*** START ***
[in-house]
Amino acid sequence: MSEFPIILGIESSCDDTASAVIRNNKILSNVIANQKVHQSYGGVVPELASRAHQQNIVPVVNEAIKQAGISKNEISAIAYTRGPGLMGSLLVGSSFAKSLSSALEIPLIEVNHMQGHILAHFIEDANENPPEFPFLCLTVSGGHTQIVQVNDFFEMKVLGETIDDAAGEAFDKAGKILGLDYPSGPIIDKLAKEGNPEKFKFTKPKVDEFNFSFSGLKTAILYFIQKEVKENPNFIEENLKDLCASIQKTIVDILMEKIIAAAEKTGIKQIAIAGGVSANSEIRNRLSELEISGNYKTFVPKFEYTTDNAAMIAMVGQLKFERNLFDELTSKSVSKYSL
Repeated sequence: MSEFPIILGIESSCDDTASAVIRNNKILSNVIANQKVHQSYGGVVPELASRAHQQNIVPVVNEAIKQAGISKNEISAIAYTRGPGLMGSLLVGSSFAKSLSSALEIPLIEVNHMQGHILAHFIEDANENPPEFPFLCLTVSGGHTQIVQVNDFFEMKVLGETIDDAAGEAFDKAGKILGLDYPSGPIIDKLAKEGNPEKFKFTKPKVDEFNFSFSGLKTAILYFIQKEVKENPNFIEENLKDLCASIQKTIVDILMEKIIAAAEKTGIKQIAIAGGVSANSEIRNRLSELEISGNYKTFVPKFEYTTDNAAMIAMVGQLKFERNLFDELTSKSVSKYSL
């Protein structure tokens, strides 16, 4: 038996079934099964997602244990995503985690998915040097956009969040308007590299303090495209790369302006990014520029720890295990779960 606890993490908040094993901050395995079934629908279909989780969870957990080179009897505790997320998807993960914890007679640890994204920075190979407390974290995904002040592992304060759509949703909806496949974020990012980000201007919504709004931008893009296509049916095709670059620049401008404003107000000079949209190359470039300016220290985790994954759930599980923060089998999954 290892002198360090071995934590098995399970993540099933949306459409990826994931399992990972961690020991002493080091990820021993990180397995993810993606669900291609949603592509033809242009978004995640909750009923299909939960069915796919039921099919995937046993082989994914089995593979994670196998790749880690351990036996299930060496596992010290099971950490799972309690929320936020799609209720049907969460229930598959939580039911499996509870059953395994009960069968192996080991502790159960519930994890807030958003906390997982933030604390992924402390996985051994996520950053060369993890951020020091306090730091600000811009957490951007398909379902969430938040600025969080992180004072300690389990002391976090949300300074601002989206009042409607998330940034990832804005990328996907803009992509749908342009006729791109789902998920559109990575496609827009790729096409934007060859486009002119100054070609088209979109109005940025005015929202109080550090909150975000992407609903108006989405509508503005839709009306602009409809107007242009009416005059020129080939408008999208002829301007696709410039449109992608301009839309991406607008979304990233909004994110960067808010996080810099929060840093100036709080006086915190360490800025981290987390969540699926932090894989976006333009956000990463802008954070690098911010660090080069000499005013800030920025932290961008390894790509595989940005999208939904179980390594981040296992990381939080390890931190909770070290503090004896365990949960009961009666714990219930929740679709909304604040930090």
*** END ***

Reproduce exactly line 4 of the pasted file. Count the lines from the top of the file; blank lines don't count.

């Protein structure tokens, strides 16, 4: 038996079934099964997602244990995503985690998915040097956009969040308007590299303090495209790369302006990014520029720890295990779960 606890993490908040094993901050395995079934629908279909989780969870957990080179009897505790997320998807993960914890007679640890994204920075190979407390974290995904002040592992304060759509949703909806496949974020990012980000201007919504709004931008893009296509049916095709670059620049401008404003107000000079949209190359470039300016220290985790994954759930599980923060089998999954 290892002198360090071995934590098995399970993540099933949306459409990826994931399992990972961690020991002493080091990820021993990180397995993810993606669900291609949603592509033809242009978004995640909750009923299909939960069915796919039921099919995937046993082989994914089995593979994670196998790749880690351990036996299930060496596992010290099971950490799972309690929320936020799609209720049907969460229930598959939580039911499996509870059953395994009960069968192996080991502790159960519930994890807030958003906390997982933030604390992924402390996985051994996520950053060369993890951020020091306090730091600000811009957490951007398909379902969430938040600025969080992180004072300690389990002391976090949300300074601002989206009042409607998330940034990832804005990328996907803009992509749908342009006729791109789902998920559109990575496609827009790729096409934007060859486009002119100054070609088209979109109005940025005015929202109080550090909150975000992407609903108006989405509508503005839709009306602009409809107007242009009416005059020129080939408008999208002829301007696709410039449109992608301009839309991406607008979304990233909004994110960067808010996080810099929060840093100036709080006086915190360490800025981290987390969540699926932090894989976006333009956000990463802008954070690098911010660090080069000499005013800030920025932290961008390894790509595989940005999208939904179980390594981040296992990381939080390890931190909770070290503090004896365990949960009961009666714990219930929740679709909304604040930090």